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Pituitary adenylate cyclase-activating polypeptide (PACAP) is a 38-amino acid C-terminally alpha-amidated peptide that was first isolated 20 years ago from an ovine hypothalamic extract on the basis of its ability to stimulate cAMP formation in anterior pituitary cells (Miyata et al., 1989. PACAP belongs to the vasoactive intestinal polypeptide(More)
Pituitary adenylate cyclase-activating polypeptide (PACAP) is a 38-amino acid peptide that was first isolated from ovine hypothalamic extracts on the basis of its ability to stimulate cAMP formation in anterior pituitary cells. PACAP belongs to the vasoactive intestinal polypeptide (VIP)-glucagon-growth hormone releasing factor-secretin superfamily. The(More)
Pituitary adenylate cyclase-activating polypeptide (PACAP) has been originally isolated from the sheep hypothalamus on the basis of its ability to stimulate cAMP formation in anterior pituitary cells. Post-translational processing of the PACAP precursor generates two biologically active molecular forms, PACAP38 and PACAP27, and a novel peptide called(More)
A key issue in signal transduction is how signaling pathways common to many systems-so-called canonical signaling cassettes-integrate signals from molecules having a wide spectrum of activities, such as hormones and neurotrophins, to deliver distinct biological outcomes. The neuroendocrine cell line PC12, derived from rat pheochromocytoma, provides an(More)
Vasoactive intestinal peptide (VIP) and pituitary adenylate cyclase-activating polypeptide (PACAP) are members of a superfamily of structurally related peptide hormones that includes glucagon, glucagon-like peptides, secretin, gastric inhibitory peptide (GIP) and growth hormone-releasing hormone (GHRH). VIP and PACAP exert their actions through three GPCRs(More)
Oxidative stress, resulting from accumulation of reactive oxygen species, plays a critical role in neuronal cell death associated with neurodegenerative diseases and stroke. In the present study, we have investigated the potential neuroprotective effect of pituitary adenylate cyclase-activating polypeptide (PACAP) on oxidative stress-induced apoptosis.(More)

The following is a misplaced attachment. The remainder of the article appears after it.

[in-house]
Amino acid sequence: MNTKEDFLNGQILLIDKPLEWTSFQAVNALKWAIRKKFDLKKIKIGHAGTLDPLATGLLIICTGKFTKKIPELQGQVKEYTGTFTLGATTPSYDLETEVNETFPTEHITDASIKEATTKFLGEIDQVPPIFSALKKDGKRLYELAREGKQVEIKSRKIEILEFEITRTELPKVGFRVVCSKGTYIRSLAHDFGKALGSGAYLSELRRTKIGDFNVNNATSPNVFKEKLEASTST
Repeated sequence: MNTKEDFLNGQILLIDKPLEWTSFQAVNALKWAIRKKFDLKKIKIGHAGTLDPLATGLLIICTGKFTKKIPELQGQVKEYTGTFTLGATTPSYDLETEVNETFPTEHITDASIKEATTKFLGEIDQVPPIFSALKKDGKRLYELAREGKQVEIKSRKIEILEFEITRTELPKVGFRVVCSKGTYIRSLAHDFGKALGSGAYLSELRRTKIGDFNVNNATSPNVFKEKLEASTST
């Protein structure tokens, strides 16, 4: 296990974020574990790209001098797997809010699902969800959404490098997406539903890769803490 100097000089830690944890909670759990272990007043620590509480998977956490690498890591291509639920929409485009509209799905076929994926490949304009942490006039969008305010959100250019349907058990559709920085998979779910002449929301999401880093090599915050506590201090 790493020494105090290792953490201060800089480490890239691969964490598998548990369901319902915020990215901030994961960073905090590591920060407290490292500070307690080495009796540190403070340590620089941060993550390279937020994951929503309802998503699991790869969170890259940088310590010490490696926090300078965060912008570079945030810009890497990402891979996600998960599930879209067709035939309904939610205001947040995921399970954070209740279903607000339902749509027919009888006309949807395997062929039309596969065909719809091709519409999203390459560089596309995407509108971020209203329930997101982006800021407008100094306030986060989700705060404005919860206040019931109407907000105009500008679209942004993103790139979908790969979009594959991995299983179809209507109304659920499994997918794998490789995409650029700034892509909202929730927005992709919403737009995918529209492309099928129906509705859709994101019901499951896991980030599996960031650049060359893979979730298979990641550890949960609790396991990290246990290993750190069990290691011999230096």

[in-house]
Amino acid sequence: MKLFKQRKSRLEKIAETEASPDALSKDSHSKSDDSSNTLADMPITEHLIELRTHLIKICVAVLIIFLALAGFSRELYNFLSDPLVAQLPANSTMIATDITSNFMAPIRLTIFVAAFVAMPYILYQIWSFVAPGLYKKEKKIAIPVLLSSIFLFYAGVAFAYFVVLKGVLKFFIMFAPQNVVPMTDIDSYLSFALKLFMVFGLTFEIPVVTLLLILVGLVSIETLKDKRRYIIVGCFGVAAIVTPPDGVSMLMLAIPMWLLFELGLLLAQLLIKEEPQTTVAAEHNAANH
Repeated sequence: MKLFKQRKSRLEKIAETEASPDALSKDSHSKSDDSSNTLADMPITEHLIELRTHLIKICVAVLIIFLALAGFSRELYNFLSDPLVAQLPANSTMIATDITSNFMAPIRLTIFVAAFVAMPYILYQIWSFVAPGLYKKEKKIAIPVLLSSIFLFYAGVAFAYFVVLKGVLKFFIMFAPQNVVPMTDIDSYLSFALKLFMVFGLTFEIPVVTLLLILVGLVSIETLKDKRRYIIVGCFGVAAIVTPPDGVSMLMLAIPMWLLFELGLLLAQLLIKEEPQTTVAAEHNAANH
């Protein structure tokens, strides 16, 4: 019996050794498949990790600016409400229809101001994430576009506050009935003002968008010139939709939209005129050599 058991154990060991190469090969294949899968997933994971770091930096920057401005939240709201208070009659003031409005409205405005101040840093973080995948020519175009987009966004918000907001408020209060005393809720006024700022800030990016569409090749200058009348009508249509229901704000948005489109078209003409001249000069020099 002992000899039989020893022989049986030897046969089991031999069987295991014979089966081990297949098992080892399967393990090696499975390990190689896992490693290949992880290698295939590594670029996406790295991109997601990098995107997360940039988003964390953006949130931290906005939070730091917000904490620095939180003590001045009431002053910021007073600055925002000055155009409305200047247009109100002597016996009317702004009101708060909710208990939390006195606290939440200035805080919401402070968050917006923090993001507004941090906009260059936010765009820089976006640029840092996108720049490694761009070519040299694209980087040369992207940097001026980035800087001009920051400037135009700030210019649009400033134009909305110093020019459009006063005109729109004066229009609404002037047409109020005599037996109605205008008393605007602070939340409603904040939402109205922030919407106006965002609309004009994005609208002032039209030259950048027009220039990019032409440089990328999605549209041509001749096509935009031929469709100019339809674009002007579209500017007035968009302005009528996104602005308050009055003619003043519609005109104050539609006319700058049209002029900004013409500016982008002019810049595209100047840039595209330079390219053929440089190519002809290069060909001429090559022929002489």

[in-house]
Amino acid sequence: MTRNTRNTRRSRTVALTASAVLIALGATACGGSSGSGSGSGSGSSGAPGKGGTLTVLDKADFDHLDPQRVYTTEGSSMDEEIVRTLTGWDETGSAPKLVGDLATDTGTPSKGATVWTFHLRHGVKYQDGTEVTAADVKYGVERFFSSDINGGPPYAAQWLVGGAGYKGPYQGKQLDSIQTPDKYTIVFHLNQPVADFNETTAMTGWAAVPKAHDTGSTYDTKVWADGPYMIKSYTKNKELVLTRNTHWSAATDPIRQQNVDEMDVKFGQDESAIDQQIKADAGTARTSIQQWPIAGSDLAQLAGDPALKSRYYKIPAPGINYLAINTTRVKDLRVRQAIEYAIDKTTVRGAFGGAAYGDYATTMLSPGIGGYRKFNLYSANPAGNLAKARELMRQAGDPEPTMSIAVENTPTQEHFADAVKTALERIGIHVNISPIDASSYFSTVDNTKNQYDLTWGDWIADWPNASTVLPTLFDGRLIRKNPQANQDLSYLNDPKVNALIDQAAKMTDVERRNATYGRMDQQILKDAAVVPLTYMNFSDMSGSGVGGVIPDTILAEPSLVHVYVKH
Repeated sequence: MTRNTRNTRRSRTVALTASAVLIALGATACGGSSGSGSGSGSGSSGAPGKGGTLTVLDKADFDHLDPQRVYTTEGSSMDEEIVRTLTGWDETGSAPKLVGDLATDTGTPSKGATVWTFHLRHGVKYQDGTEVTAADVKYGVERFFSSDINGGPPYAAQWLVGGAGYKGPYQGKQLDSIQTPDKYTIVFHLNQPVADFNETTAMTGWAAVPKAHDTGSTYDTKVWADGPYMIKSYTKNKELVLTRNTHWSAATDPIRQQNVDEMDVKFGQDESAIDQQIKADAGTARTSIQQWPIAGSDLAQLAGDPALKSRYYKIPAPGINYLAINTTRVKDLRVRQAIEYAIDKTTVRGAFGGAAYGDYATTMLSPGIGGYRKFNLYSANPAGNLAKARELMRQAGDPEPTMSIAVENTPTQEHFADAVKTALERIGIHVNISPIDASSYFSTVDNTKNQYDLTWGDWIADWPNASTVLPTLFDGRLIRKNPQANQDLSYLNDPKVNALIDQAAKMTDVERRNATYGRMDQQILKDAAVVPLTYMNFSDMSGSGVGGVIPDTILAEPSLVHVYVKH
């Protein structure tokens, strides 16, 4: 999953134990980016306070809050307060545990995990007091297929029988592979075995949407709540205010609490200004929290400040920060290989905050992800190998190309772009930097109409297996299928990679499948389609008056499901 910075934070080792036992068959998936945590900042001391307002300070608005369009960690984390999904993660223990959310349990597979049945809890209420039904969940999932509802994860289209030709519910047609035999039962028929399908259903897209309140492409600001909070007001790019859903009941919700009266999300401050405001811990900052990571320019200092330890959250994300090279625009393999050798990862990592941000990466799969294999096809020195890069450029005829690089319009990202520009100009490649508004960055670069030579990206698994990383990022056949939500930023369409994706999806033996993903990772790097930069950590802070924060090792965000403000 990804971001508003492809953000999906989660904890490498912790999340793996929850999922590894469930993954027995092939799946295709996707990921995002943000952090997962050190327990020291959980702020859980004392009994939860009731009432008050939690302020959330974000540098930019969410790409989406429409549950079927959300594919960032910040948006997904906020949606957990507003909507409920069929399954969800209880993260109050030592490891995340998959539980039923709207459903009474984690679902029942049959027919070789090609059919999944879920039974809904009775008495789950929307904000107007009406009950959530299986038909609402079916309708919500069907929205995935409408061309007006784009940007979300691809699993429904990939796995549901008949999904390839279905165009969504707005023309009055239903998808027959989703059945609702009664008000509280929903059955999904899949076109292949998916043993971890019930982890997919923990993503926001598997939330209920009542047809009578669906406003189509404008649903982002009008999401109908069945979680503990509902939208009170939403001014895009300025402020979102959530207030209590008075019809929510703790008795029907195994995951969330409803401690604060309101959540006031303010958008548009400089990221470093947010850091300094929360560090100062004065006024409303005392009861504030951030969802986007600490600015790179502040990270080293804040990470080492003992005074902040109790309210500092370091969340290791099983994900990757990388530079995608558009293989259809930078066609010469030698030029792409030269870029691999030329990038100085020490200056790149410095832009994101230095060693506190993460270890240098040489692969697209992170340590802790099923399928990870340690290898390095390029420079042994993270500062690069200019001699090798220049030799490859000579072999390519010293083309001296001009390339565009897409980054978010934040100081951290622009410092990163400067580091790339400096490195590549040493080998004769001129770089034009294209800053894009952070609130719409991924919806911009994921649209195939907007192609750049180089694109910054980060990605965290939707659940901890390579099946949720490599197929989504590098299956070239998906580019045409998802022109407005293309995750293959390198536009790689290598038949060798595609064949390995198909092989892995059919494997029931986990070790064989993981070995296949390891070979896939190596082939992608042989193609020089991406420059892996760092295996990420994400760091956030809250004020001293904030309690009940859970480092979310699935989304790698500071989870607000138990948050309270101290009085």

High concentrations of pituitary adenylate cyclase-activating polypeptide (PACAP) and its receptors have been detected in the rat cerebellum during ontogenesis. In particular, PACAP receptors are actively expressed in immature granule cells, suggesting that PACAP may act as a neurotrophic factor in the developing rat cerebellum. In the present study, we(More)
Alcohol exposure during development can cause brain malformations and neurobehavioral abnormalities. In view of the teratogenicity of ethanol, identification of molecules that could counteract the neurotoxic effects of alcohol deserves high priority. Here, we report that pituitary adenylate cyclase-activating polypeptide (PACAP) can prevent the deleterious(More)
Pituitary adenylate cyclase-activating polypeptide (PACAP) is a 38-amino acid peptide that was initially isolated from hypothalamus extracts on the basis of its ability to stimulate the production of cAMP in cultured pituitary cells. Recent studies have shown that PACAP exerts potent neuroprotective effects not only in vitro but also in in vivo models of(More)
We demonstrate in vitro expression of complement components, i.e. C3, factor H (FH), factor B (FB), C4, C1-inhibitor (C1-inh), C1q, C5, C6, C7 and C9, by four human neuroblastoma cell lines IMR32, SKNSH, SH-SY5Y and KELLY. Activating proteins C4, C9 and C1q, and regulatory proteins FH and C1-inh were produced constitutively by the four cell lines. C3, C6(More)